Addressing xCP, TaskSpace was new with 6.0. The Process Engine suite of products was acquired and integrated into Documentum around the same timeframe. The configuration model based upon Forms Builder, the model is real and not marketing, is something that really came into shape with the xCP bundling. Remember, “xCP” arrived with 6.5 two years ago. At that time, it was a pure bundle. Since then, it has begun evolving into a more integrated offering, though it isn’t there yet.

        As for your other thoughts, you need to take a step back and read a lot of my posts, starting with the one in my previous comment. I have focused on their strategy and other aspects quite a bit. While I have a bias towards Documentum, 11 years with a product will do that, that is to the product. I definitely do not drink the Kool-Aid. Long-time readers will vouch.


      • I’m not sure that I’ve been accused of feeding people “the Cool-aid” before, I usually get into trouble for *not* doing that. I’m going to take a screenshot of this comment thread to prove that I’m a good corporate citizen!

        Jake – willing to share whether you work for a customer, partner or competitor? Don’t need to name names, just wondering…


  2. Vito says:

    Mr. Pie,
    I’ve been reading your blog since 4th april (practically since the beginning of my documentum adventure) and I’ve found it quite informative.
    A little question about this blog entry: I’m new to the documentum world so it might something well-known from veterans, but w/e..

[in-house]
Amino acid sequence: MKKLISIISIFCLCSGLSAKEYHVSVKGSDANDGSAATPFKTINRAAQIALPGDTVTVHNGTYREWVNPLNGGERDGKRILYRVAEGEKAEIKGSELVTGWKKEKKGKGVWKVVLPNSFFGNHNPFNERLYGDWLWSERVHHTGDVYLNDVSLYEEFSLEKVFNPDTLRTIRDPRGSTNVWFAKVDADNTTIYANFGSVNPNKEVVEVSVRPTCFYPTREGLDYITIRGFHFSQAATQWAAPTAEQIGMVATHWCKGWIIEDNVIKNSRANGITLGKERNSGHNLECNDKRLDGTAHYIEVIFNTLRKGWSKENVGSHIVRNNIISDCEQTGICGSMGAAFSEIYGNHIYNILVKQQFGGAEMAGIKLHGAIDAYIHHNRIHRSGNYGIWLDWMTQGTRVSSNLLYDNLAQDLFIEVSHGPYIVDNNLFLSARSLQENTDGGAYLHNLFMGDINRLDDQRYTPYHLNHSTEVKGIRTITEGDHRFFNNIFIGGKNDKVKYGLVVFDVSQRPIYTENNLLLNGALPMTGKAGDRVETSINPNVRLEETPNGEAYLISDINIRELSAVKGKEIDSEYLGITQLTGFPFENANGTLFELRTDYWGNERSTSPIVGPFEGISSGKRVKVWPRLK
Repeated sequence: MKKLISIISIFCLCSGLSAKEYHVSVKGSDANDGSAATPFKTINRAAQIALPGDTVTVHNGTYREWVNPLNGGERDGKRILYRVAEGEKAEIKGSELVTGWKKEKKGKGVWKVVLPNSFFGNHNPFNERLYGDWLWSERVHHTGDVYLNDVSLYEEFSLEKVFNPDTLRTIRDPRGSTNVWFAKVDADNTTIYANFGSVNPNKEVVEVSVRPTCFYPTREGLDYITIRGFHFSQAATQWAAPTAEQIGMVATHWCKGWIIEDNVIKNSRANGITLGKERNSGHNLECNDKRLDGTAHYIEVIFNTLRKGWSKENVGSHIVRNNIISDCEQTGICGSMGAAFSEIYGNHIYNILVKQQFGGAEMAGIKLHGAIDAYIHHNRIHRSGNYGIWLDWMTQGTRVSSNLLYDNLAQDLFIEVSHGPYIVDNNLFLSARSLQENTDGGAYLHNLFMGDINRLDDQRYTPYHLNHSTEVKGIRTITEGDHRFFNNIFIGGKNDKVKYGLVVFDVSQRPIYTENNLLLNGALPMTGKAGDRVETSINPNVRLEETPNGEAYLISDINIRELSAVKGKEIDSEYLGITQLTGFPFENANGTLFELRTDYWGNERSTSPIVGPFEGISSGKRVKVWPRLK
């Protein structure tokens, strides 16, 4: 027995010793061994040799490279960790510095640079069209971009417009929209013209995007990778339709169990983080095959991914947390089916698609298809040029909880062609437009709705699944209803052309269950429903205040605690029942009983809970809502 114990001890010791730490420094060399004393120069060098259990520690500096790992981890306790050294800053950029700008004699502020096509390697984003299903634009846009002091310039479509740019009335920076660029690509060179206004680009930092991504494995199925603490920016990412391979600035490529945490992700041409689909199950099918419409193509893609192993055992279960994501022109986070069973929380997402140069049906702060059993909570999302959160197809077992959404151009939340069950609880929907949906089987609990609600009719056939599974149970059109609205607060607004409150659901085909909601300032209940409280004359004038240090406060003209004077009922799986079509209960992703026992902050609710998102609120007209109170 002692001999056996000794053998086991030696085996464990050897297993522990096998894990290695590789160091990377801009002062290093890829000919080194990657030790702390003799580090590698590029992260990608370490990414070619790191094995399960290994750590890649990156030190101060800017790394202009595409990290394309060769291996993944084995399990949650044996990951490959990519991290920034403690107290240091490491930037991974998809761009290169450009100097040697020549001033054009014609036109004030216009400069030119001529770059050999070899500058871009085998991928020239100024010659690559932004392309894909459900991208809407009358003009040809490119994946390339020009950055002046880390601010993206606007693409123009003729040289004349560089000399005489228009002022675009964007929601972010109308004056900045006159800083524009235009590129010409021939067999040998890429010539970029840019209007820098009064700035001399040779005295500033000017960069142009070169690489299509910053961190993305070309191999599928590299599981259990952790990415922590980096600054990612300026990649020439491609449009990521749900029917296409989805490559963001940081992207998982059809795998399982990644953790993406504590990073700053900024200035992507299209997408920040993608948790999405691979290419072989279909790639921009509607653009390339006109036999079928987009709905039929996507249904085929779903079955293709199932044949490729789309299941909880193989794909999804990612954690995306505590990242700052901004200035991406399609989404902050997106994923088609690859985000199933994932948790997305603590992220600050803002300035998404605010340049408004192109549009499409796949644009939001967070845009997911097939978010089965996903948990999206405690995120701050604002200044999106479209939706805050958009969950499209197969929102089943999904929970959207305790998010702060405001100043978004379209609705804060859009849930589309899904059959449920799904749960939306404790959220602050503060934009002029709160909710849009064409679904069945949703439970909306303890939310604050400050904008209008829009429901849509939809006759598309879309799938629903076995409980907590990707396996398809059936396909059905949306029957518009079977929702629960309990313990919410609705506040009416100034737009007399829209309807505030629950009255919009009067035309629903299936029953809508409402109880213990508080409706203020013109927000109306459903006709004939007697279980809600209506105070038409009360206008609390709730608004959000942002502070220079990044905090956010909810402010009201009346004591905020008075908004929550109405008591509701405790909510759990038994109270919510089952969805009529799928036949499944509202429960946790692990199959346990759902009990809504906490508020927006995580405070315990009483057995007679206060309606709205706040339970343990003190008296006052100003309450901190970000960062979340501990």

Do momentum conference has an online counterpart? Like saved online session of the various part of the event? Or some reduced-version for online usage? I’m quite intrigued by some of the session that should be held in the event but given I’m a junior resource at documentum and I live in Italy (quite distant from Las Vegas) I doubt my company would be willing to spend money for sending me there before say 1 year..
    Thanks in advance,


  3. Pie – look forward to your coverage.

    Jake – do you blog ? Are you going to the conference ?? Just wondering……….


  4. Vincent says:

    Looking forward for your coverage as well. Hope you can go to the
    “Documentum ECM Strategy and Roadmap” session.


  5. Jake says:

    So Laurence, according to your timeline on xCP, it is not a “new” framework. Good, we agree on that at least. As I wrote prior, it’s a bundling of existing documentum products and they changed the name from a TCM suite to then Case Management then to xCP. I still would love to hear you explain how/why xCP is better or creates a competitive advantage vs. what IBM has and/or what is IIG’s strategy since they are still utilizing a product stack that is over 3 years old . Please understand that IBM, Oracle, even Pega for that matter markets “rapid application” dev. with an integrated platform.

    Finally, I think it’s fair that you admit that you have a “bias” towards EMC IIG. As I have written before, it shows. Which means your “blogging” is bent towards EMC IIG … the good news is there are other ECM bloggers out there that don’t have a “bias” (thank God). I am a long time reader and that is my opinion.

    btw: The ‘Process Engine’ was not acquired during the 6.0 release. I am not sure who told you that but that is incorrect information.

    Regarding Andrew Chapman’s question and comments to me, I’ll pass. Most folks I know perceive you as a marketing guy as do I and I fully understand that you and Laurence are buddies. (take that in any form you wish).

    I’ll leave this thread alone now; I do appreciate you responding.


    • Vito says:

      Can’t we at least keep it civil?
      Anyway since seemingly you pose yourself as someone that knows his stuff and have a critical view on xcp…